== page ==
The same is true if you have COBRA, which is group insurance coverage that continues after you’re laid off or you quit your job. In many cases, you’re responsible for up to 102 percent of the premium.

First, Original Medicare becomes the primary payer as soon as you turn 65. You still have to enroll in Original Medicare, and you become eligible for Medicare supplemental insurance. Since you’ll generally pay less for Original Medicare Part B and a Medigap plan than you would for COBRA, you might be better off dropping COBRA entirely.

HOW SHOULD YOU DECIDE WHAT HEALTHCARE PLAN YOU NEED?

If you’re not sure what type of healthcare coverage you need after turning 65, visit your employer’s human resources department. A benefits coordinator or similar professional can guide you through your options and let you know what your healthcare costs will be.

You can also contact the Social Security Administration with questions about Original Medicare. Use that time to sign up for Original Medicare Part A if you qualify for coverage without a premium.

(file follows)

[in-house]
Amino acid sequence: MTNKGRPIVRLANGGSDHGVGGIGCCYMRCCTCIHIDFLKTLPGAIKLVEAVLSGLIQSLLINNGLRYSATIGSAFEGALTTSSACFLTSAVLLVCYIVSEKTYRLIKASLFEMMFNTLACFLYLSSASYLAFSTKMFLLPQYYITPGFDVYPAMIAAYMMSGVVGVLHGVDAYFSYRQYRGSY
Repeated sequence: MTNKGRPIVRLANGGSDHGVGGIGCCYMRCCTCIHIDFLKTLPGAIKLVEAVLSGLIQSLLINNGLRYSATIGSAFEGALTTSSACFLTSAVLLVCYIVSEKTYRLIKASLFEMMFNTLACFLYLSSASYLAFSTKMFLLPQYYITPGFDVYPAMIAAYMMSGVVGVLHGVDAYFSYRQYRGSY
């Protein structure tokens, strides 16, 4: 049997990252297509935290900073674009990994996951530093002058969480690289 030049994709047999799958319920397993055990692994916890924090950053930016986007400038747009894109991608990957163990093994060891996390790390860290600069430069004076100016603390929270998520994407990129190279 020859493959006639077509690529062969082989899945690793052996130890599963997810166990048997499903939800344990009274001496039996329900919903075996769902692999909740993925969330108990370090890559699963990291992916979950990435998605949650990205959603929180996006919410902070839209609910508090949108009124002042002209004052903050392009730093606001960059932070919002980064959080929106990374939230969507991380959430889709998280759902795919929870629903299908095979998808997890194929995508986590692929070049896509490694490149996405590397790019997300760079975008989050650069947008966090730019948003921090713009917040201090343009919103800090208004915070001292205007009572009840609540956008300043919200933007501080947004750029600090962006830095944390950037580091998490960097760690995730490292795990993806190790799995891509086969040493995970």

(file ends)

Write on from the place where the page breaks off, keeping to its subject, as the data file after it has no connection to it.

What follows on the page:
Medicare supplemental insurance is private coverage, so you’ll need to get quotes in your zip code. As long as you apply during your initial enrollment period, you won’t be subject to underwriting. Any insurance company that offers your desired plan in your area must give you its best rate.

CONCLUSION

Many people like their jobs or want to save more money, so they continue working after age 65. There’s nothing wrong with that.

Deciding whether you need Original Medicare or Medicare supplemental insurance depends on your specific circumstances. If you’d like to supplement your Original Medicare coverage, use Ensurem’s Medigap Quoter to get instant quotes from providers in your area.